By Valerie Baldowski
Once again, residents are urged to "Bring One For the Chipper" and recycle their old Christmas trees.
The live trees may be brought to the Henry County Recycling Center, at 65 West Asbury Road in McDonough, Jan. 5-17, between 8 a.m., and 4 p.m.
Trees will be accepted Monday through Saturday.
Those bringing trees to recycle will get a free tree seedling in exchange for recycling the old trees into landscaping mulch. The mulch is also free, although anyone interested in picking up some, must load it themselves.
In the past, residents have been able to drop off old trees at their nearest Home Depot store, but this year, fewer locations are accepting them.
Scott Lester, a manager for Home Depot in McDonough, said any customers showing up at the store with a tree to recycle will be directed to the recycling center.
Owners of tree farms in Henry, who sold Christmas trees this holiday season, had their own ideas on what to do with them.
Jim Butler, who owns Homestead Christmas Tree Farm and Nursery in Hampton, said last year, the Home Depot stores and Lovejoy High School accepted trees for recycling. The city park also accepted trees after Christmas, and the City of Hampton arranged for a chipper to be at the park to grind up the trees. This year, the choices for where to take old Christmas trees for recycling have not been publicized.
Recycling the old trees is an important part of being environmentally friendly, Butler said. "You don't want to put them into the landfills," he told of a couple, who returned their Christmas tree to his farm one year. He accepted the tree and ground it up for mulch.
Butler said he has trees on his lot he trims back in the winter as needed. When he does so, he hires someone with a shredder who grinds the limbs up into chips. "I have a huge pile of wood chips here. I use it to make potting soil," he added.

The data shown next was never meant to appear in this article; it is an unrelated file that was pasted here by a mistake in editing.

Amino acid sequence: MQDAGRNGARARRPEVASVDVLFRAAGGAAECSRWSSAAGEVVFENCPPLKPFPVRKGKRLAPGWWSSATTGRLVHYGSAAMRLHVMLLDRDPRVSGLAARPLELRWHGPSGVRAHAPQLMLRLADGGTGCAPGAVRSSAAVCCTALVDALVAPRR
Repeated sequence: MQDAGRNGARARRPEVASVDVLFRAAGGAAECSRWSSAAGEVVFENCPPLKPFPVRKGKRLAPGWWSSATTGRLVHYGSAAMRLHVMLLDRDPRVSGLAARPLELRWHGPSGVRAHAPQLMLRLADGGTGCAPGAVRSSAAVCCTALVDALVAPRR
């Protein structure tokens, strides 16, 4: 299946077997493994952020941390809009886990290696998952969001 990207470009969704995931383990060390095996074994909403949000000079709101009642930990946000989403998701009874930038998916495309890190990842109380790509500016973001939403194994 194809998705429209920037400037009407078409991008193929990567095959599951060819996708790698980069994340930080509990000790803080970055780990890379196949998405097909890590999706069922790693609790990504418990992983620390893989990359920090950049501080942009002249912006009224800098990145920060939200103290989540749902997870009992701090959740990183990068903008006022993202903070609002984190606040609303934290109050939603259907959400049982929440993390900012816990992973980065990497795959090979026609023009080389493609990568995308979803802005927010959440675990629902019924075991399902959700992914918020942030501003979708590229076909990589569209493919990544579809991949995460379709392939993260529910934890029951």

In order to make potting soil, he said, the chips must be mixed with vermiculite and set aside for five or six years before they can be used.
Jim Smith, owner of Sugarland Tree Farm in Stockbridge, advises customers to take their Christmas trees directly to the recycling center. "It's kind of left up to people's imaginations," said Smith.
In the past, he has taken the unsold Christmas trees left over on the lot to lake Oconee and dumped them into the lake, to make an artificial reef. The trees can be sunk into cement in a five-gallon bucket, and the weight of each one will cause it to sink to the bottom, he said.
The concrete does not pollute the water, Smith explained, and the trees last for four to five years. "It provides a fish habitat. It's what fish hang out around in the summer."
He added that burning the old trees is not a good option, because it is bad for air quality. But in January and February each year, he cuts down most of the remaining Christmas trees on the lot, and grinds them up for mulch.